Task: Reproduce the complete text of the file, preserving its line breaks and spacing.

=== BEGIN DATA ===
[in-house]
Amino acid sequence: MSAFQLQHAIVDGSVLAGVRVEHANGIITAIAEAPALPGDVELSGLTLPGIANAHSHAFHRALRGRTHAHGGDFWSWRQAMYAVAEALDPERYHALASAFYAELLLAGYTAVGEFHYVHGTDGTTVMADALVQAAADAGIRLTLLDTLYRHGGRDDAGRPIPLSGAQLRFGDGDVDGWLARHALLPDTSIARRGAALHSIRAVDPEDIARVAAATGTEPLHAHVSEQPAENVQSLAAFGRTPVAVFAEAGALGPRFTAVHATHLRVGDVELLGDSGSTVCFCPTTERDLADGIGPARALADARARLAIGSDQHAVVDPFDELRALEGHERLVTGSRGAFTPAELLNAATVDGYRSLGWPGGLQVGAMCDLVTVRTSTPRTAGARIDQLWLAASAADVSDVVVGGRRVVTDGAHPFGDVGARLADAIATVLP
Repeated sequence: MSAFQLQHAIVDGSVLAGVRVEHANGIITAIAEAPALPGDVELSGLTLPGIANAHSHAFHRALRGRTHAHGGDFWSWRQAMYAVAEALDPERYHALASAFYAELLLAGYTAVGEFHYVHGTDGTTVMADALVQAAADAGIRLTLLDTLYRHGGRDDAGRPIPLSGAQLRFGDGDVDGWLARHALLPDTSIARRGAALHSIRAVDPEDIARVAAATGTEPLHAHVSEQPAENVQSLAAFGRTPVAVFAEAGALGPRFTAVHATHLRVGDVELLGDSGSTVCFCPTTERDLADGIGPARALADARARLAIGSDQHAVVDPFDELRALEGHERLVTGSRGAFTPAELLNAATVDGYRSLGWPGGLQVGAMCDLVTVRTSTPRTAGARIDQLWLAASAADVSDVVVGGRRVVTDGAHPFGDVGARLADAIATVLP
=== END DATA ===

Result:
[in-house]
Amino acid sequence: MSAFQLQHAIVDGSVLAGVRVEHANGIITAIAEAPALPGDVELSGLTLPGIANAHSHAFHRALRGRTHAHGGDFWSWRQAMYAVAEALDPERYHALASAFYAELLLAGYTAVGEFHYVHGTDGTTVMADALVQAAADAGIRLTLLDTLYRHGGRDDAGRPIPLSGAQLRFGDGDVDGWLARHALLPDTSIARRGAALHSIRAVDPEDIARVAAATGTEPLHAHVSEQPAENVQSLAAFGRTPVAVFAEAGALGPRFTAVHATHLRVGDVELLGDSGSTVCFCPTTERDLADGIGPARALADARARLAIGSDQHAVVDPFDELRALEGHERLVTGSRGAFTPAELLNAATVDGYRSLGWPGGLQVGAMCDLVTVRTSTPRTAGARIDQLWLAASAADVSDVVVGGRRVVTDGAHPFGDVGARLADAIATVLP
Repeated sequence: MSAFQLQHAIVDGSVLAGVRVEHANGIITAIAEAPALPGDVELSGLTLPGIANAHSHAFHRALRGRTHAHGGDFWSWRQAMYAVAEALDPERYHALASAFYAELLLAGYTAVGEFHYVHGTDGTTVMADALVQAAADAGIRLTLLDTLYRHGGRDDAGRPIPLSGAQLRFGDGDVDGWLARHALLPDTSIARRGAALHSIRAVDPEDIARVAAATGTEPLHAHVSEQPAENVQSLAAFGRTPVAVFAEAGALGPRFTAVHATHLRVGDVELLGDSGSTVCFCPTTERDLADGIGPARALADARARLAIGSDQHAVVDPFDELRALEGHERLVTGSRGAFTPAELLNAATVDGYRSLGWPGGLQVGAMCDLVTVRTSTPRTAGARIDQLWLAASAADVSDVVVGGRRVVTDGAHPFGDVGARLADAIATVLP